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A technological breakthrough by Oxford University scientists, just announced in Science Daily, apparently “will make it possible to create pixels just a few hundred nanometres across that could pave the way for extremely high-resolution and low-energy thin, flexible displays for applications such as ‘smart’ glasses, synthetic retinas, and foldable screens.” Including, of course, screens for ereaders and tablets.

The breakthrough apparently came quite by chance while scientists were exploring a different line of research. “We were exploring the relationship between the electrical and optical properties of phase change materials and then had the idea of creating this GST [Germanium-Antimony-Tellurium] ‘sandwich’ made up of layers just a few nanometres thick,” Professor Harish Bhaskaran of Oxford University’s Department of Materials, said in the report. “We found that not only were we able to create images in the stack but, to our surprise, thinner layers of GST actually gave us better contrast. We also discovered that altering the size of the bottom electrode layer enabled us to change the colour of the image.”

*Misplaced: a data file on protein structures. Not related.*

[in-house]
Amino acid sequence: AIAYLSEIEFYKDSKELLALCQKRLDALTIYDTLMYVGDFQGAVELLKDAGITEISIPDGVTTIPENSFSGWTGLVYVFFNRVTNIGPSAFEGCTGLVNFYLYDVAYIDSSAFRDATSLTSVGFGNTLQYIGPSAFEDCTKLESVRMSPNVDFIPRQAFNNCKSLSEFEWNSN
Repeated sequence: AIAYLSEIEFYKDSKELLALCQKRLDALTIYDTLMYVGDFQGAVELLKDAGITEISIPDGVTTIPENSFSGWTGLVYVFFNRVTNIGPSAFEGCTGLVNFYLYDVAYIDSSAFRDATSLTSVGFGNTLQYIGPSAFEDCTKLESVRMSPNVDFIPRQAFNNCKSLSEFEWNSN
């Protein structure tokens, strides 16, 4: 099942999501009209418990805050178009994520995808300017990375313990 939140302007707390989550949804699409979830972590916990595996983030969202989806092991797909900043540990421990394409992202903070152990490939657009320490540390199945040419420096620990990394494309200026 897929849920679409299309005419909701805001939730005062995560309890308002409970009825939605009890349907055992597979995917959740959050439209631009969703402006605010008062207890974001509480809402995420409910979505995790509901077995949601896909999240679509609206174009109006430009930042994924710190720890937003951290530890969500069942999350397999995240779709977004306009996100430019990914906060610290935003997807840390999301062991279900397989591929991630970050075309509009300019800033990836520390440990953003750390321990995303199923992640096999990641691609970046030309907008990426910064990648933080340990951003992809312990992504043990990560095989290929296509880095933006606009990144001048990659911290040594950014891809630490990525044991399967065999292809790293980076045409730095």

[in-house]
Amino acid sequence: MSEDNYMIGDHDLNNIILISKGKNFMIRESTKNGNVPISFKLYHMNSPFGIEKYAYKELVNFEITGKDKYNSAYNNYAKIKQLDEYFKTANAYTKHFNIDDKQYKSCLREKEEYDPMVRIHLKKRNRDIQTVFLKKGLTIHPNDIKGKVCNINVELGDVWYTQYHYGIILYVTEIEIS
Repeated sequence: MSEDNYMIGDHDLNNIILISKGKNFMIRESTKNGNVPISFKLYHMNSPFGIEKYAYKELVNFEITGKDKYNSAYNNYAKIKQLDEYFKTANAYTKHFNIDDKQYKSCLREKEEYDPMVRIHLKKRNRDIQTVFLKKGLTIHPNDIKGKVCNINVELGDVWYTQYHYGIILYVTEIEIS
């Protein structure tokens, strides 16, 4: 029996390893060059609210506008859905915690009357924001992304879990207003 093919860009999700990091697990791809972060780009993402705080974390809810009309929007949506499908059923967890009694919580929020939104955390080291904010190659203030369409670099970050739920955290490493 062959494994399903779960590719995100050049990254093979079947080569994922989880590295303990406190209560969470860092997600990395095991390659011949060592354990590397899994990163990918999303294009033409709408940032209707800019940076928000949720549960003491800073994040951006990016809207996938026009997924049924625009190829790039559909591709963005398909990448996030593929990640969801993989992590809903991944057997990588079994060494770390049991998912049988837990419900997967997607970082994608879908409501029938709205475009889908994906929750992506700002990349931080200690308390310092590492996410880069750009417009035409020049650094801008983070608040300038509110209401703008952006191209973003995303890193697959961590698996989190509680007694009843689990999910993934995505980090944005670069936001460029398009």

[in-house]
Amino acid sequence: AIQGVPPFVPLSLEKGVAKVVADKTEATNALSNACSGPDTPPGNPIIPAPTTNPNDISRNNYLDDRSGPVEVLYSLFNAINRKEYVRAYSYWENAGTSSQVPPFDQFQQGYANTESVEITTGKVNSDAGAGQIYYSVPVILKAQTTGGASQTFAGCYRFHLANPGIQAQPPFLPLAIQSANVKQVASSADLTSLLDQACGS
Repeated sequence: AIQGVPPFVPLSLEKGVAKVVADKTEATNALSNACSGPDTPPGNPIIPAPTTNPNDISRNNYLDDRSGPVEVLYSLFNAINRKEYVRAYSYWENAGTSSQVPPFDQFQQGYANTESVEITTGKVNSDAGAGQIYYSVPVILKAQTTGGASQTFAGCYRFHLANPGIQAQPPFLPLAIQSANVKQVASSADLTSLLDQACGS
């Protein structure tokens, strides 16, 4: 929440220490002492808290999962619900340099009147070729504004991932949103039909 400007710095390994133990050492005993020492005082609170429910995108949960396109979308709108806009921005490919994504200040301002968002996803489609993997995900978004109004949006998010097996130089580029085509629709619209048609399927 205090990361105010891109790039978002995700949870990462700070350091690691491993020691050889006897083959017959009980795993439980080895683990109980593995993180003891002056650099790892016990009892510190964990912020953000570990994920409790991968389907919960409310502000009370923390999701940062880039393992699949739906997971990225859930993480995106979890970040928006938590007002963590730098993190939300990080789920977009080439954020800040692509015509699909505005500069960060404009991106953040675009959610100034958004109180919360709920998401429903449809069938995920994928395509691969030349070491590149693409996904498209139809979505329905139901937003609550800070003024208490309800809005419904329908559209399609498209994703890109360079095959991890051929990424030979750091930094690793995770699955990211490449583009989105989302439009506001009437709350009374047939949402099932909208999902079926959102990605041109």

According to the report, the new technology “can draw images 70 micrometers across, each image is smaller than the width of a human hair,” enabling the creation of “‘nano-pixels’ just 100 nanometers in size.” Displays made on this principle would be paper-thin and with a very low energy demand, since pixels would remain the same color, consuming no energy, until they were refreshed or changed.

Oxford University has already patented the technology and passed the details to Isis Innovation, its technology development arm, which is reportedly in discussions with investors and tech firms. Commercialization may be some years off, but the potential for a quantum leap in image quality and versatility of ereading devices looks huge.

 
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